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The parents' guide to what's in this movie.
What parents need to know
Parents need to know that Room is based on an intense, disturbing, award-winning novel by Emma Donoghue that focuses on a precocious 5-year-old boy named Jack (Jacob Tremblay), who lives in an unthinkable situation with his mother, Ma (Brie Larson): They're both trapped in a kidnapper's shed, and Jack was born in captivity. The movie features a great deal of suggested violence (particularly rape), as well as an upsetting scene of the kidnapper yelling at and injuring Ma. There's also an incredibly tense sequence when Jack attempts to escape from his captor and another scene in which a character is shown having overdosed on pills (she survives). Along with the violence, there's some strong language, including nearly a dozen uses of "f--k," "s--t," and more. But in the end, despite their horrific circumstances, Ma and Jack have a beautiful, incredibly close relationship that's hopeful and inspiring.
What's the story?
ROOM, adapted for the screen by the source novel's author, Emma Donoghue, is mostly a story about two people: 5-year-old Jack (Jacob Tremblay) and his Ma (Brie Larson), who live together in a single room. Told from Jack's point of view, the movie makes it clear that he's used to the routine of watching TV, reading, playing, and living in a space with just his Ma ... except for at night, when "Old Nick" visits and Jack has to hide in a closet. What the audience knows that Jack doesn't is that he and his mom are Nick's captives, and they live in a locked shed in Nick's backyard. When Ma, who was kidnapped at age 17 and has been held captive for seven years, senses an opportunity for her and Jack to escape, she must convince and coach him on a plan that's both dangerous and heartbreaking. If they succeed, will they be able to deal with being back in the real world?
Is it any good?
Room is an admittedly unsettling adaptation, but it's also a beautifully acted testament to the unsinkable bond between a mother and son, whose love propels them to rescue each other. Larson gives a career-making performance as the woman known simply as "Ma" for most of the film. She and young Tremblay make a remarkable duo; Tremblay, in particular, is riveting and natural in a way that's incredibly rare for a child actor. Both actors fully embody Donoghue's literary characters -- a young woman whose life was cut short at 17 but whose child, born in sadness and seclusion, brings her the only hope, joy, and companionship possible in her situation. The desperately tense scene in which she prepares Jack and then sends him to escape from their kidnapper's claws is so anxiety-provoking that even those who've read the novel and know how it ends will feel viscerally uncomfortable until it's finally, finally over.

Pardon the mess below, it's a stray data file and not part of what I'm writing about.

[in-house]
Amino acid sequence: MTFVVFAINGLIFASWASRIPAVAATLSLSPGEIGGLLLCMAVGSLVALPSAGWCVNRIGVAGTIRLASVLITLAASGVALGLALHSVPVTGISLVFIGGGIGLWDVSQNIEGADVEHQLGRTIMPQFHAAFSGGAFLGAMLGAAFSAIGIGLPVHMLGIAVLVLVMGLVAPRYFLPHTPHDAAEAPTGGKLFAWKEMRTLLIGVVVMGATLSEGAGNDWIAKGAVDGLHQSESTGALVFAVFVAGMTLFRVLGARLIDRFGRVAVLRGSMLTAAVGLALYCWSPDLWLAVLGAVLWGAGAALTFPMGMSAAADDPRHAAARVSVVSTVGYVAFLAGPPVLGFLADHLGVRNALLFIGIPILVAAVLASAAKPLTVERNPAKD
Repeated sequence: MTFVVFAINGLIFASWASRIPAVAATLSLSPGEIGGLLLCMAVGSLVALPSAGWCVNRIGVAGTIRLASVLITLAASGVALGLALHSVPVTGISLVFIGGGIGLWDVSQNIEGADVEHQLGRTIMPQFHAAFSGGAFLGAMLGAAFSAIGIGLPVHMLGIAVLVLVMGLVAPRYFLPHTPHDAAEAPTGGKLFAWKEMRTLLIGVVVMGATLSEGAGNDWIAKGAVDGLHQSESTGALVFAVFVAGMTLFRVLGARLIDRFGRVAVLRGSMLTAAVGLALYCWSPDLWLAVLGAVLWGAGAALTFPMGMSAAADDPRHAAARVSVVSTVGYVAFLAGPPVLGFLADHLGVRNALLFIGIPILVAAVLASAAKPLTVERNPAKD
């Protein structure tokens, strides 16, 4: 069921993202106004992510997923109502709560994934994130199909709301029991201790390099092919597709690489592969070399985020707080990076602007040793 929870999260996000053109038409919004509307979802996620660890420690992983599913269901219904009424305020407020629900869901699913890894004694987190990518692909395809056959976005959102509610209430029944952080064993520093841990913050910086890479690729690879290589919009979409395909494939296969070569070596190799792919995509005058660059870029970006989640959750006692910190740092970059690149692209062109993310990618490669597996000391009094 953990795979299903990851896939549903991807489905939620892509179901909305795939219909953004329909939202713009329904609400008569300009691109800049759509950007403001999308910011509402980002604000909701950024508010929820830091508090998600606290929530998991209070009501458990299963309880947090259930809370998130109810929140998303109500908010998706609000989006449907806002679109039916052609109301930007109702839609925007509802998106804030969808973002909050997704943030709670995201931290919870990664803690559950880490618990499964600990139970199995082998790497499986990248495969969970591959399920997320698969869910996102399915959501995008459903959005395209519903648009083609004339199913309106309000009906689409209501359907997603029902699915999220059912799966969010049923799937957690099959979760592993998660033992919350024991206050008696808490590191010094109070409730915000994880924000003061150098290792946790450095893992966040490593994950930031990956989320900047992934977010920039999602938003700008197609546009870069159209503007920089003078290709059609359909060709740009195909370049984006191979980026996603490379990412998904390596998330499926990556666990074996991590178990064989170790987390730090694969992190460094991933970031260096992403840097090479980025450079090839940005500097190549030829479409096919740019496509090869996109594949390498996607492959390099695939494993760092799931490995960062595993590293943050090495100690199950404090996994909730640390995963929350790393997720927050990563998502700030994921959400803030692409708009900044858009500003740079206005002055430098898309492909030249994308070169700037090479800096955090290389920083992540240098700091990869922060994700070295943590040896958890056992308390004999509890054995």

This isn't the kind of movie that's pleasant to watch. While not as graphically violent as war survival dramas, it's nonetheless upsetting and emotional. That the story is told from Jack's point of view is what makes both the book and the movie so unforgettable. Intelligent beyond his years yet utterly unaware of the world around him, Jack is a mysterious creature to behold, while his Ma, to any parent in the audience, is undeniably a hero for having the courage to raise such a beautiful, kind soul under such heartbreaking limits. Prepare to cry, to feel, and to cheer for Jack and Ma; this is the kind of film that stays with you long after the credits roll.
Talk to your kids about ...
Families can talk about Room's implied versus overt violence. Although there isn't a lot of graphic violence shown on screen, how are violence and tension suggested? Which has more of an impact on you -- what you see, or what you don't? Why do you think that is?
Do you think Ma is a role model? What tough decisions did she make that you admire? What do you think you might do differently?
What does Ma means when she tells her own mother that if she hadn't been told to be nice all the time, she might not have been kidnapped? What are your thoughts about that statement?
How does the media portray Ma's ordeal? Why does the reporter plant a seed of doubt in Ma's mind about her decisions?
- In theaters: October 16, 2015
- On DVD or streaming: March 1, 2016
- Cast: Brie Larson, Joan Allen, William H. Macy
- Director: Lenny Abrahamson
- Studio: A24
- Genre: Drama
- Topics: Book Characters
- Character Strengths: Courage, Curiosity
- Run time: 118 minutes
- MPAA rating: R
- MPAA explanation: language
- Awards/Honors: Academy Award, Golden Globe
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Common Sense Media's unbiased ratings are created by expert reviewers and aren't influenced by the product's creators or by any of our funders, affiliates, or partners.